2. Back pay, front pay, & incidentals. Economic damages consist of back and front pay (including benefits) and other incidental expenses.

  • Back pay is the amount of money equal to the wages that you would have earned from the date of discharge from work to the date of the judgment, along with lost fringe benefits such as health insurance, vacation pay, and pension benefits.
  • Front pay is the amount of money equal to the wages (and fringe benefits) that you will lose in the future (that is, from the time of the judgment until the time you are either reinstated in your employment or obtain comparable employment).
  • Incidental damages might include such items as relocation costs or other expenses you incurred as a direct result of the defendant-employer’s unlawful discriminatory conduct.

a. The defense will try to calculate your actual economic damages through expert witnesses or software. The attorneys for both the plaintiff-employee and defendant-employer will sometimes hire expert witnesses to give their opinion on issues related to economic damages. Such an expert might be a labor economist, accountant, or similar person who has the background and skills to quantify economic damages in complex cases. A labor economist may also be able to report on job market conditions in a particular industry. This could help establish the period of time it would reasonably take for you, the plaintiff, to find comparable work in your chosen field or a related field. Another way to calculate economic damages is to use special software.

3. Duty to mitigate. You, the plaintiff, have a duty to mitigate or minimize your damages. That means you have to make a reasonable effort to find another suitable job. If you fail to mitigate your damages, you might get a significantly decreased award of economic damages.

a. The defense will try to force you, the plaintiff, to prove that you have mitigated damages, even though it’s up to the defense to prove that you didn’t mitigate. Too often in mediations, the defense will try to: (1) force you to demonstrate the efforts to which you have gone to mitigate your damages; and (2) identify how much you earned as a result of these mitigation efforts. Although you should feel free to share this information, your attorney should also remind the defense attorney that it is up to the defendant, not the plaintiff, to prove that the plaintiff failed to mitigate, or, if the plaintiff did mitigate, how much the plaintiff earned.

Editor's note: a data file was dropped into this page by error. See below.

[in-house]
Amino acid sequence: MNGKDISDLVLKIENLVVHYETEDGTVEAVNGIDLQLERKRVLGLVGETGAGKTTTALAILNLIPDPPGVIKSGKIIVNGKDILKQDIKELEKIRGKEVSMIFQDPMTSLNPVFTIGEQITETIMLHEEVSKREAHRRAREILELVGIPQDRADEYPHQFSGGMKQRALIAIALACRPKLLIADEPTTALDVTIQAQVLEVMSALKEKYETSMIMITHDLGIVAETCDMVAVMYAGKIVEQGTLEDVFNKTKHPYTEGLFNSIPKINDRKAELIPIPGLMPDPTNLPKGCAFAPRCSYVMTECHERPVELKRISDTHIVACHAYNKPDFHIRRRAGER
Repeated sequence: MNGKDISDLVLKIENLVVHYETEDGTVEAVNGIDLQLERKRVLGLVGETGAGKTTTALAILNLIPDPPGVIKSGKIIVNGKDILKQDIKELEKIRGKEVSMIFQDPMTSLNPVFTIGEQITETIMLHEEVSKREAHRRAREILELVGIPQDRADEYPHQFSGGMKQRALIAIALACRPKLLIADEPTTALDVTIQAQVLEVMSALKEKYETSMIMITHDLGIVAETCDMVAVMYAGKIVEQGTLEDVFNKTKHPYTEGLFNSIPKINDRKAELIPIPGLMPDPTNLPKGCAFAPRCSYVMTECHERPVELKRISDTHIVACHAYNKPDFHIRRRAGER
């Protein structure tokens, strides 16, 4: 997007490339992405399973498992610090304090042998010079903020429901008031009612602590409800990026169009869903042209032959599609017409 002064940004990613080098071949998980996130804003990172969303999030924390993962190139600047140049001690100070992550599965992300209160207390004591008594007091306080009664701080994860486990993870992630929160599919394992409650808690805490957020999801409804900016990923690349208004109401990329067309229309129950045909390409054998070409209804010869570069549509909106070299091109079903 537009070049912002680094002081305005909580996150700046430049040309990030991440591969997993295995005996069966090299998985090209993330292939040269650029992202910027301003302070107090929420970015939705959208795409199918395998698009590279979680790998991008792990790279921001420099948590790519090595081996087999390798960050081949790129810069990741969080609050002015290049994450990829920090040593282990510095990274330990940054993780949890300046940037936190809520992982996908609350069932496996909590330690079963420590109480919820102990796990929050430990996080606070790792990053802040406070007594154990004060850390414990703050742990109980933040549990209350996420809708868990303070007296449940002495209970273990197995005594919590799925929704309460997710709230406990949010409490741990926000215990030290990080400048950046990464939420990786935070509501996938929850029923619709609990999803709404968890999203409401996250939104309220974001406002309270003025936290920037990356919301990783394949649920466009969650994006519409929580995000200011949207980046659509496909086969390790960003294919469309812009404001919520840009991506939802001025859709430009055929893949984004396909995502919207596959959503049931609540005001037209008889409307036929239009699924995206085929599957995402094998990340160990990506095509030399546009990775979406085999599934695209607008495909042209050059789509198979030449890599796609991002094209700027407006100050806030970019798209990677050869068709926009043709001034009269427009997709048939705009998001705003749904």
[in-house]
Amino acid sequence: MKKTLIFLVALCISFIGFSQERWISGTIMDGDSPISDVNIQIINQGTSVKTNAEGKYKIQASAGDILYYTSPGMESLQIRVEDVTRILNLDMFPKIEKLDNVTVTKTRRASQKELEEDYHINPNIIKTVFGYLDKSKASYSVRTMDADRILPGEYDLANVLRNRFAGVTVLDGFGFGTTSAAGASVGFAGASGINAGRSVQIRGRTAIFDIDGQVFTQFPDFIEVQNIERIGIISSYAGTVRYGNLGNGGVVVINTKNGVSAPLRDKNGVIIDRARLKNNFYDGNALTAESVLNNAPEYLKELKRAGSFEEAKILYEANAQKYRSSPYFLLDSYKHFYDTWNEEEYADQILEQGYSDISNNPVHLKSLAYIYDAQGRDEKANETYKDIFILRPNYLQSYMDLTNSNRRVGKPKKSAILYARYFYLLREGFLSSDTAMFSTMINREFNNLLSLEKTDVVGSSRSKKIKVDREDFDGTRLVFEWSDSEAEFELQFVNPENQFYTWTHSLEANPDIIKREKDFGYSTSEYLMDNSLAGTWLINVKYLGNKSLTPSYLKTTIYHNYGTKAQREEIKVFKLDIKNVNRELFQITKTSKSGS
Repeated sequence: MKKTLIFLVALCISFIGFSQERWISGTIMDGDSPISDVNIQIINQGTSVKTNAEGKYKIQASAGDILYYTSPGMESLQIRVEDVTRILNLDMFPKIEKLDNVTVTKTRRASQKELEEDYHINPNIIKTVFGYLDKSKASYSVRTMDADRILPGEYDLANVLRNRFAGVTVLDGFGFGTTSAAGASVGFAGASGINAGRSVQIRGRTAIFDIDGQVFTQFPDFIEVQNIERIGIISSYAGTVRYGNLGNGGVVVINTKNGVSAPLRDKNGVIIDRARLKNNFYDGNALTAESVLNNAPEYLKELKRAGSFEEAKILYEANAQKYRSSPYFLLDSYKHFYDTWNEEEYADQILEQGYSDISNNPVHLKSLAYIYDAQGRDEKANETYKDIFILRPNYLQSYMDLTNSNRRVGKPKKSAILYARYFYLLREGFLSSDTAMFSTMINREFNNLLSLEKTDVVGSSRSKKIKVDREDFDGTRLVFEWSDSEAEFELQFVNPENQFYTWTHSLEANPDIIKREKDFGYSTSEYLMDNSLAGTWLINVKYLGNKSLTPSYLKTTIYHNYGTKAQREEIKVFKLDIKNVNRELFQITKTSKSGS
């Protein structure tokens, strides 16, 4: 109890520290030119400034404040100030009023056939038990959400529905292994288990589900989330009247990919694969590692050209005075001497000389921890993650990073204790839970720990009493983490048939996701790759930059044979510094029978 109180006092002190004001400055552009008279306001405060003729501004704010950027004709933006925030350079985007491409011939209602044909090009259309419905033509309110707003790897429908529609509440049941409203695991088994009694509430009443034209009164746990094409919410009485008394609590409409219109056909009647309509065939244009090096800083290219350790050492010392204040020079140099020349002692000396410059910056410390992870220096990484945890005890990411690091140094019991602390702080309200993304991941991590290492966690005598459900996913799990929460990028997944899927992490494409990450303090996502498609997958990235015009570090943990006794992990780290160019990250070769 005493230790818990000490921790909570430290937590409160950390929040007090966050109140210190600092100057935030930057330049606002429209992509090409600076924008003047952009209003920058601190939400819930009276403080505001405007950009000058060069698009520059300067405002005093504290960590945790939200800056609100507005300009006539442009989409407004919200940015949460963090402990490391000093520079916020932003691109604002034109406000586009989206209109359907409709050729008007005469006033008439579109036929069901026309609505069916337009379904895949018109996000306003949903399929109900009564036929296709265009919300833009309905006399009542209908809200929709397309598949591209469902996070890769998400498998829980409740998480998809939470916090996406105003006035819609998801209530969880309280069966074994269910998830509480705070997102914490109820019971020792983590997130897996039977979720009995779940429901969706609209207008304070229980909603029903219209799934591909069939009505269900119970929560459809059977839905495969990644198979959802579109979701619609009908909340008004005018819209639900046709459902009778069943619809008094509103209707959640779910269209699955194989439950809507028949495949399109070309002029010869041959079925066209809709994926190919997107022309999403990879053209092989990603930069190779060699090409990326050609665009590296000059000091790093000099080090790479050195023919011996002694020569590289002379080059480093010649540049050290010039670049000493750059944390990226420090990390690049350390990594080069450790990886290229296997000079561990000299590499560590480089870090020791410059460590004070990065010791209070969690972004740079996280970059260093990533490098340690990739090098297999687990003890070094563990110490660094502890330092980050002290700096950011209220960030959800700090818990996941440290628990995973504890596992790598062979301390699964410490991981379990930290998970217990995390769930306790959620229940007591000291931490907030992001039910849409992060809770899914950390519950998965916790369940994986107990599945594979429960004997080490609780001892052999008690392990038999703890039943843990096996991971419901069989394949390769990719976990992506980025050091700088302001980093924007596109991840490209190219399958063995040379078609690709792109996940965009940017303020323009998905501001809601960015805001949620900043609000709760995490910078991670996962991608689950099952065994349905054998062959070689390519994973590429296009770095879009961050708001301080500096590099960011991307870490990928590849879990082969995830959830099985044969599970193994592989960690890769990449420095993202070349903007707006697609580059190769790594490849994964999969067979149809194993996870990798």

Your attorney may also need to remind the defense that mitigation does not mean that you go into a completely different line of work, accept a demotion, or take a demeaning position. Also, your efforts at mitigation do not necessarily have to be successful; they must show that you made an honest effort to find substantially equivalent work. Your attorney should ask the defense what their evidence is that shows that comparable employment positions were available.

Even though mitigation rarely becomes an issue during settlement discussions, you should still try to keep detailed records regarding your efforts to mitigate. At a minimum, this means that you should keep copies of: (1) the classified sections of any newspapers where you searched for positions; (2) print-outs from web-based searches for jobs; and (3) letters mailed to potential employers (and the employers’ responses). You should also keep a calendar in which you record all your job interviews. Thus, if mitigation does become an issue in settlement negotiations, your attorney will have enough documentation to defeat the defense’s argument that you failed to mitigate.